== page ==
Arts & Entertainment
3 min

The gospel according to Ruthie Foster

'I just try to show up and be myself'

Talk about bragging rights: Austin-based gospel/blues singer Ruthie Foster has the pleasure of holding a rather auspicious honour in Vancouver history.

After performing at the Vancouver Folk Festival in 2002, she made such an incredible impression on her audiences that fans flocked to the CD tent and purchased more than 1,000 copies of her disc Runaway Soul in one day.

That number beat the previous holder of said title… a slightly better known guitar player named Ani DiFranco.

Like DiFranco, Foster is unquestionably a ‘lifer’ when it comes to her music. From her earliest days, many sources of Foster’s joy came from listening to and singing gospel music.

“My earliest musical memories come from my mother putting on a record of The Gospel Keynotes, The Fairfield Four, all those groups out of the ’50s and ’60s, Sister Rosetta Tharpe-that is the kind of music that she would listen to.

“I was made to sit in the front row and listen to my uncles all singing solos in church. There’s something about when you are six or seven years old and you don’t have a concept of religion and that music would just move us. The religion came with the emotion behind what he was singing; you’d have to be dead to not feel that.”

Studying music through high school and into college, Foster made the decision to leave her small-town roots behind.

After attending a meeting with an Air Force recruiter, the rep thought that she should take a little post-school time to herself and return in a few more months. Foster wasn’t buying it. “I was in a hurry to do something different with my life,” she admits, “so I figured, ‘all right, I’ll walk next door to the Navy!'”

Her next chapter was a sudden jolt into an alternate universe. “You wake up at boot camp one day with someone screaming for you to get out of bed for about eight weeks,” she recalls, laughing.

So began a four-year stint combining time spent working on helicopters with performances in the Navy’s musical troupe, where she fronted a funk band.

In 1993, Foster finished her time with the Forces, got a divorce from her then-husband and returned to her hometown to care for her sick mom.

“That is what the universe put in front of me,” she says. “It was very much a discovering of who I was; I got to hang out, be social. I went from high school to college to the Navy and marriage. [Going back home] was definitely my time to learn who Ruthie was-my likes and my ooh-la-la-likes.

“When my mom passed, I discovered that I had all this time… and I realized that I should spend it on me.”

During that transitional period, Foster fell in love with a woman who eventually went on to be her manager and backing vocalist, Syd Cassone. Their recent breakup-after five years of performing together-has meant a change in Foster’s onstage sound and her off-stage perspective.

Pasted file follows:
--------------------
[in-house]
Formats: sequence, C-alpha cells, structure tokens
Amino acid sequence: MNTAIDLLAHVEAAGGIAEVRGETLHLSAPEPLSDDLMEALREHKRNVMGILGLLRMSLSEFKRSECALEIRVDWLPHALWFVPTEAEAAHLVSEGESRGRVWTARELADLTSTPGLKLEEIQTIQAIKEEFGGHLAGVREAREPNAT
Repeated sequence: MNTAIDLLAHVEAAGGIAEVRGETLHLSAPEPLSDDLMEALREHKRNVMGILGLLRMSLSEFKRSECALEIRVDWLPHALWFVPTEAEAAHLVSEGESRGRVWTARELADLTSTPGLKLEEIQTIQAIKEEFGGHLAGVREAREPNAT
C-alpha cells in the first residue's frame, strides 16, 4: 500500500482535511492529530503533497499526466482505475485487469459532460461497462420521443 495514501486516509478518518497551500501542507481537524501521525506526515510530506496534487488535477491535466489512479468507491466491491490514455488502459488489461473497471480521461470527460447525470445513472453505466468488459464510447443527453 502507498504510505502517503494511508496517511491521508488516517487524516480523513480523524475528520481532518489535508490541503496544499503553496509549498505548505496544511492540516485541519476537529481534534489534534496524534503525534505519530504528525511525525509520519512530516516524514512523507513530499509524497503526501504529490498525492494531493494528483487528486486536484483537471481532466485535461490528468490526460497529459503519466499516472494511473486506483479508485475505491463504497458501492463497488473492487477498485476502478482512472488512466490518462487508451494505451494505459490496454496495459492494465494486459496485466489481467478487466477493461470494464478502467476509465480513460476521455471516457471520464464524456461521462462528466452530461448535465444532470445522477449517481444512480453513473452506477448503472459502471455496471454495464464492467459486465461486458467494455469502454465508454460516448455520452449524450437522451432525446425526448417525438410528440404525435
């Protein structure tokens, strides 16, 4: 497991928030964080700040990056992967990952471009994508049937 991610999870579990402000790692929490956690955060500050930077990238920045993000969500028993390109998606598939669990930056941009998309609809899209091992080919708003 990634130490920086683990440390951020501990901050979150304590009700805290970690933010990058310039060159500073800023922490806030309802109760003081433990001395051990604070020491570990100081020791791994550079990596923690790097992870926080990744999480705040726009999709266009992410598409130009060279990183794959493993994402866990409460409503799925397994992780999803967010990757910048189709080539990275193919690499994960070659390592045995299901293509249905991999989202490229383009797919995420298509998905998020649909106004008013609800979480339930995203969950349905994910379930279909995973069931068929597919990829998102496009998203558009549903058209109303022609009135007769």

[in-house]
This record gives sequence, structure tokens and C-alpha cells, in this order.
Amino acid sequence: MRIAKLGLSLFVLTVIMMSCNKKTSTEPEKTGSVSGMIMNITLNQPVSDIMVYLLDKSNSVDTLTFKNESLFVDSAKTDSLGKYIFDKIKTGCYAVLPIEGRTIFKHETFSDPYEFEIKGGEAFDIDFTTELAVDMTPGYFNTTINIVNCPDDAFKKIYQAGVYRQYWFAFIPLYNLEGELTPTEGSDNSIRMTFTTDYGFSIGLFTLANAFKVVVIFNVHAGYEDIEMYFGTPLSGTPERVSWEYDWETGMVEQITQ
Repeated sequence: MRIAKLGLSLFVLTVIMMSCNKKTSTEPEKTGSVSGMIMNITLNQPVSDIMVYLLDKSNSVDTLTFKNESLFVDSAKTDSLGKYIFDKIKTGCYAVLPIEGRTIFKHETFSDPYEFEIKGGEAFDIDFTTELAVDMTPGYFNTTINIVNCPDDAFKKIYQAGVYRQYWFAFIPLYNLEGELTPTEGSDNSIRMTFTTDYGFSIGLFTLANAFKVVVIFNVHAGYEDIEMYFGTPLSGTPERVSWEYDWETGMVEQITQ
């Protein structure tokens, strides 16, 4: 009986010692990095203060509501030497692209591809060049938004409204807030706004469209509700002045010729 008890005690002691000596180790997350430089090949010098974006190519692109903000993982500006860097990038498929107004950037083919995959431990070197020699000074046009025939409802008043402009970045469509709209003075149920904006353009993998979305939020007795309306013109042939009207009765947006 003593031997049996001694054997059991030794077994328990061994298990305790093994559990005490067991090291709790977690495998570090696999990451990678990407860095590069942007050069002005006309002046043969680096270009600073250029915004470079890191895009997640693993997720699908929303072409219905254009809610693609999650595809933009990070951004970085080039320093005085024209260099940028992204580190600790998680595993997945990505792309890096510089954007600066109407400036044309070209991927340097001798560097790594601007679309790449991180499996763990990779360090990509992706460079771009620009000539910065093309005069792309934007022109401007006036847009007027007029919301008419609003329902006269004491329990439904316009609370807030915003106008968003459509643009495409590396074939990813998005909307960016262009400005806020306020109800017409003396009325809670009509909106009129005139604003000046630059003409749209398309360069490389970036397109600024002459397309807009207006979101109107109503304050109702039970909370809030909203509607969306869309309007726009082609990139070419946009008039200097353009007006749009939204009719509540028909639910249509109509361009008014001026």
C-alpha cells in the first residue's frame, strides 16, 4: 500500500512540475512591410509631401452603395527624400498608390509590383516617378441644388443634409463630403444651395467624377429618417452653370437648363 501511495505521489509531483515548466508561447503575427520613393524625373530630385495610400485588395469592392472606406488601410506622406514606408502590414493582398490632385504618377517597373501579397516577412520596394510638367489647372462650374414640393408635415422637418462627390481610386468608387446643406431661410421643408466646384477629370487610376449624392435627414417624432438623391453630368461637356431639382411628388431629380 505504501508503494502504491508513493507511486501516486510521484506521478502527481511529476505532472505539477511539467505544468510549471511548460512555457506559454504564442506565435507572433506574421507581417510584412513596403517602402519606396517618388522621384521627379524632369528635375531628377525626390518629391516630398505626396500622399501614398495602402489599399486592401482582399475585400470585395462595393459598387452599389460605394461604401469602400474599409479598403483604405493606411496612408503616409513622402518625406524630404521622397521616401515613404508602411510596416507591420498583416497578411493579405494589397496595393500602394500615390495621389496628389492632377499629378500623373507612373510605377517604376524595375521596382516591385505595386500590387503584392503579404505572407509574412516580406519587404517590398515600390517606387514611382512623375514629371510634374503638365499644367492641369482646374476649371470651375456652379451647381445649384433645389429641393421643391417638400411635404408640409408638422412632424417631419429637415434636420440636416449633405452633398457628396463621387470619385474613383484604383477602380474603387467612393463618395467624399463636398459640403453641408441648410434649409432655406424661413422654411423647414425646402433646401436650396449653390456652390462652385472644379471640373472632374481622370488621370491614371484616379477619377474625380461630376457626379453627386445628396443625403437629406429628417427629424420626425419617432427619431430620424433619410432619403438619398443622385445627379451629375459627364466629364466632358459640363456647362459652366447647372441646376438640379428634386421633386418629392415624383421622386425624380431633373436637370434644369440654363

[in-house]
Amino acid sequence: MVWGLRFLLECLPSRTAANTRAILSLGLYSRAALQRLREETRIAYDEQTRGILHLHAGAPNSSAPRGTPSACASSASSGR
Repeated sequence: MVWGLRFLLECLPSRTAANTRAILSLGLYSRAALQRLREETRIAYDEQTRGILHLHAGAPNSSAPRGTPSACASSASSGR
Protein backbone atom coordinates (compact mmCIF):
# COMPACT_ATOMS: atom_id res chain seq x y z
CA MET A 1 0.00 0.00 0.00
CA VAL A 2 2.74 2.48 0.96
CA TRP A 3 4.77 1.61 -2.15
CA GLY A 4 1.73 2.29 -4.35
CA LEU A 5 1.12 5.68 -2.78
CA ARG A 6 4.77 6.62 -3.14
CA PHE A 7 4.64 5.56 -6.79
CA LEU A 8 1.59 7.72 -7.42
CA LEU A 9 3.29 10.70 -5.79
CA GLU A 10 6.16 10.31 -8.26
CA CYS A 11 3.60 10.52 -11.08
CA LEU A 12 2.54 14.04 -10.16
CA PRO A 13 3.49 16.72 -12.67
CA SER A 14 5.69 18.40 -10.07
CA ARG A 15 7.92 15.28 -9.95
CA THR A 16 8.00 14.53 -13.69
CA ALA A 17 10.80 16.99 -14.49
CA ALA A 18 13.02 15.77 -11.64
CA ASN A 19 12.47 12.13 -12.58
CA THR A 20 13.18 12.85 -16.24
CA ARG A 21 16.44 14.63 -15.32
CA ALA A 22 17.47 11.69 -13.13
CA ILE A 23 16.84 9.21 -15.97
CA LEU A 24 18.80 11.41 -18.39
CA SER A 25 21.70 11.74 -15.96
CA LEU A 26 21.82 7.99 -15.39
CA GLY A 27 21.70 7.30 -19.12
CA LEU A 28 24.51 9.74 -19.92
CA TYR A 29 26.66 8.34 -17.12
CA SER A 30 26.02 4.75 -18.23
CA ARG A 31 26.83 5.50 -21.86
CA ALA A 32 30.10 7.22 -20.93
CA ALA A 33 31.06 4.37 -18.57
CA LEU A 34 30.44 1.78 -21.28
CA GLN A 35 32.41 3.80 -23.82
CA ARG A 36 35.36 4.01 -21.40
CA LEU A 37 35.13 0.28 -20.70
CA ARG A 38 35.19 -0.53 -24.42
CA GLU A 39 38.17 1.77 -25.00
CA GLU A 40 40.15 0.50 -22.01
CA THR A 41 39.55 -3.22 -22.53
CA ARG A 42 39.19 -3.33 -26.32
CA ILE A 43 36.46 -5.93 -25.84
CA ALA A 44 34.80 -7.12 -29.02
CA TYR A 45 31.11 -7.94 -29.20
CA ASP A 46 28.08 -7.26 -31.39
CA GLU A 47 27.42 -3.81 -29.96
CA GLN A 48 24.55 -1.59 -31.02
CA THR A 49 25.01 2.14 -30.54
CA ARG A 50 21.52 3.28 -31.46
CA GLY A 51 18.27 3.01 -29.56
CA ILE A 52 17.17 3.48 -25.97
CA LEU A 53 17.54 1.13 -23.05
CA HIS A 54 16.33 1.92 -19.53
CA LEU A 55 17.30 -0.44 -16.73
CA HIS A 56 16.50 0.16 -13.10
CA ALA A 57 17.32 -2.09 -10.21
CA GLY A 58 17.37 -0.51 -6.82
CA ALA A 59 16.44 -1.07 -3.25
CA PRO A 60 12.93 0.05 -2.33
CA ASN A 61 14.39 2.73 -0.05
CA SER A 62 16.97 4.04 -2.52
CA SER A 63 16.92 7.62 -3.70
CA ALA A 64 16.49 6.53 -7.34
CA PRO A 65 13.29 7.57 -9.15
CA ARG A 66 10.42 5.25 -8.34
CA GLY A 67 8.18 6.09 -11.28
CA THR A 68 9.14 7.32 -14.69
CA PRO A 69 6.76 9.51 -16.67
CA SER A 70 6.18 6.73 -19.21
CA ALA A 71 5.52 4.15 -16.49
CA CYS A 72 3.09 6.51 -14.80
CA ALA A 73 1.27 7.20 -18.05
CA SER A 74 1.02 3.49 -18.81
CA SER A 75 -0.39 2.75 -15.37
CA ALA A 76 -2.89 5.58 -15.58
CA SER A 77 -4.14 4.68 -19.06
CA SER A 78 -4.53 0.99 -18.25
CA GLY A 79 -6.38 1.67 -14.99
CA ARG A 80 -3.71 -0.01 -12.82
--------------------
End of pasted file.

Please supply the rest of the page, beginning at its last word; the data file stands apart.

“We played together maybe five years and officially split up this spring. When you are travelling with someone and involved with that person-in a lot of ways we had three different relationships going on.

“It was a decision to step into my own life, my own power,” she says.

Foster is now experiencing a newness in her career that brings fresh excitement to her performance. “It is gonna be a different show; I’m bringing a wonderful dobro player/vocalist with me. I so desperately needed to make this move and follow my heart.

“It hasn’t been the most popular decision but it has released me in so many ways and I’m very, very happy about that.”

As far as popular decisions go, one question that begs to be asked is how Foster reconciles the combination of being an out woman and a gospel musician.

Foster admits that she feels lucky that the community at large has been supportive around her. “I haven’t had any problems in my faith; no one has ever come to me and said that they have a problem with me because I’m being truthful with who I am now.

“My music is so much about where I grew up, about being the fun-loving person I can be on most days,” she continues. “I just try to show up and be myself.

“My family has always been supportive and they’ve always known. Ultimately, I try not to get deep into that word ‘religion’ because what I do is not about religion but instead about being spiritual.”

Foster says she’s very excited to return to the city that previously brought her such enthusiastic support. She is even more excited to bring the ‘new and improved’ Ruthie Foster to the Folk Festival for her third go-around.

“I am so in transition right now, it is beautiful,” she enthuses. “I am right where I need to be. Definitely starting to work on a new record but meantime having a good time putting a band together and learning how to jam again, how to be a bandleader.

“It is kinda like playtime for me,” she continues, “like someone just opened the screen door and let me go. I say that, then I think, ‘wait, maybe I did that!’

It has been a beautiful ride and I think I’m where I need to be.”